PUNE: Nearly 45% schools in the state lack access to computer facilities despite the Digital India campaign making news across the country.
Of the total 97,084 primary schools in the state, over 44,000 do not have the facility. The scene is worse in upper primary (classes VI to VIII) schools where 85.7% of the total sections do not have computer-aided learning labs, as revealed in the data produced by the National University of Educational Planning and Administration (NUEPA), Delhi.
Dinkar Temkar, the deputy director of primary education, said number of schools refrained from purchasing the computers because computer education was not compulsory.
"It is not mandatory for all schools to buy computers. If it was compulsory, or if it was one of the parameters of the Right to Education Act, then schools would have bought the equipment," said Temkar.
While there are enough schemes that provide funding to buy computers, the reason that the machines remain unavailable is corruption, pointed out Satish Lokhande, the secretary of the NGO System for Correcting Movement, which works for various educational causes.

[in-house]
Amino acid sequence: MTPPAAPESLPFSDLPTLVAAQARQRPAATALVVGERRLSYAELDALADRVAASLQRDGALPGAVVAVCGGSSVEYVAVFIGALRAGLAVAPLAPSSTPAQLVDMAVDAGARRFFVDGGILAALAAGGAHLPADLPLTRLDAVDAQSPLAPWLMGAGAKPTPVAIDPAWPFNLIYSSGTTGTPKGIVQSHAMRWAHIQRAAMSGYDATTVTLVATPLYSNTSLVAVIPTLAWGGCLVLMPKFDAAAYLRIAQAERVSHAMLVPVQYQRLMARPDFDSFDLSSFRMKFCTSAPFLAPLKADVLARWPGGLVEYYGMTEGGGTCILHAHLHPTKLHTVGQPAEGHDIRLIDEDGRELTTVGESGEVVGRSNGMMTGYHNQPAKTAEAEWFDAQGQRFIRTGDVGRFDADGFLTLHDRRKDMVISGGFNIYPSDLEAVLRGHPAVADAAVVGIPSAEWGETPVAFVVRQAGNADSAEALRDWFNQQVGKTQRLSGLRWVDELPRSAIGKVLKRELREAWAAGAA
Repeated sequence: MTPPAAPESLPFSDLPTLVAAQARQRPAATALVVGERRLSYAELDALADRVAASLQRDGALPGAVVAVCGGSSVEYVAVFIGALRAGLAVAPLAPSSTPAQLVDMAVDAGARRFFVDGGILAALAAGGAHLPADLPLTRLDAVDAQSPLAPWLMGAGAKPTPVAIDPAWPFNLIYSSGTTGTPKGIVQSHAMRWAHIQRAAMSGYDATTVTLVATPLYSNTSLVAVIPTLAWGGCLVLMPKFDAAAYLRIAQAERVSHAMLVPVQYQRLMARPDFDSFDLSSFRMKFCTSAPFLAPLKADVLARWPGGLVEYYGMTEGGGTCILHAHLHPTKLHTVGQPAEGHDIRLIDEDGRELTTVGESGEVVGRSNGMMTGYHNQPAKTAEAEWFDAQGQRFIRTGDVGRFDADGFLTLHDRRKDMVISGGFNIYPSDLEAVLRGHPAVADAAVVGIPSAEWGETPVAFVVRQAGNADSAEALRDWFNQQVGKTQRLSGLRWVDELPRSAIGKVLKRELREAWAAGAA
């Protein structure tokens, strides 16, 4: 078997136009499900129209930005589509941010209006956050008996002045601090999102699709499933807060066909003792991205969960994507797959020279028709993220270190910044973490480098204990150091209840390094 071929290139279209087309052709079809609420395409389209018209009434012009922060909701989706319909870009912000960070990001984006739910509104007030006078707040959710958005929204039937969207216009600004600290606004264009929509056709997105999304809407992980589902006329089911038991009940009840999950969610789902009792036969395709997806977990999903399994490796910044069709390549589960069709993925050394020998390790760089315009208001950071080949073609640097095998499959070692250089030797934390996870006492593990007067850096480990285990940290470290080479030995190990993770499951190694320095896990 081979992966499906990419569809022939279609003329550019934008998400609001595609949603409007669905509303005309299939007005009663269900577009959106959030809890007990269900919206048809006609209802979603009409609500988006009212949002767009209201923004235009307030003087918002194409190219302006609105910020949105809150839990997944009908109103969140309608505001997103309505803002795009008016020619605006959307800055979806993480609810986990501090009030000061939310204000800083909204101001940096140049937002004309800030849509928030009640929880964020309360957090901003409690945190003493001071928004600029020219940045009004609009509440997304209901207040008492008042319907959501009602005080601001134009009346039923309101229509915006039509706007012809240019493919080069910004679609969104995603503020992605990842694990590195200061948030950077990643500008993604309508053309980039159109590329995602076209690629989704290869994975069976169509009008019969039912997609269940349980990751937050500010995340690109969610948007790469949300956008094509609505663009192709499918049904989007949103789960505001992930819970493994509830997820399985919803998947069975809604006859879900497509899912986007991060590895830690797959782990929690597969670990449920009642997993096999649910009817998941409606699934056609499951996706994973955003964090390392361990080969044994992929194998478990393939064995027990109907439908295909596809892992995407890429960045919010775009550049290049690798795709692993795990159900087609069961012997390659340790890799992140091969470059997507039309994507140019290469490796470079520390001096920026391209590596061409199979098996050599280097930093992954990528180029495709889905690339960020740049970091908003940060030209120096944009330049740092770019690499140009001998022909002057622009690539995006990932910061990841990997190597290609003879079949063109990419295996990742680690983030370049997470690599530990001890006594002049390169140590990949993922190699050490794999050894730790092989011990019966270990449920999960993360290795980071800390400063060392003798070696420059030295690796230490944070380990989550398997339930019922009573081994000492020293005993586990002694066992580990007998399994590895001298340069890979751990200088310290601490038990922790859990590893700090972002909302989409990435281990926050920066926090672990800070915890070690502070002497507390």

"The root cause of all problems is corruption and despite systems being in place, implementation becomes a major issue. We have asked the government to involve civil society or NGOs in teaching school children and spreading computer literacy but nothing has come of it. Second, between 2009 and 2013, almost Rs 800 crore has been spent on education in the state. Yet, there is not much to show for the expenditure," said Lokhande.
According to Krishna Kumar Patil, secretary, Maharashtra State Board of Secondary and Higher Secondary Education, even as students of class IX appear for exams in computer-related subjects, basic computer education must be imparted in primary classes.
"Information and Computer Technology subject has been started from class IX onwards. We also have an IT subject in class XI and XII. In these classes, students are given advanced training because it is expected that they have already been introduced to computers in primary school. Basic level training is not given in class IX," said Patil.
Education activist Matin Mujawar suggested that a performance audit was the need of the hour. "The poor go to government schools because they cannot afford private education institutions. A financial audit will only tell us where the money was spent but a performance audit will bring to light the impact of the funds on the target group. Only when we see the impact, will we understand if that is the right way to spend money."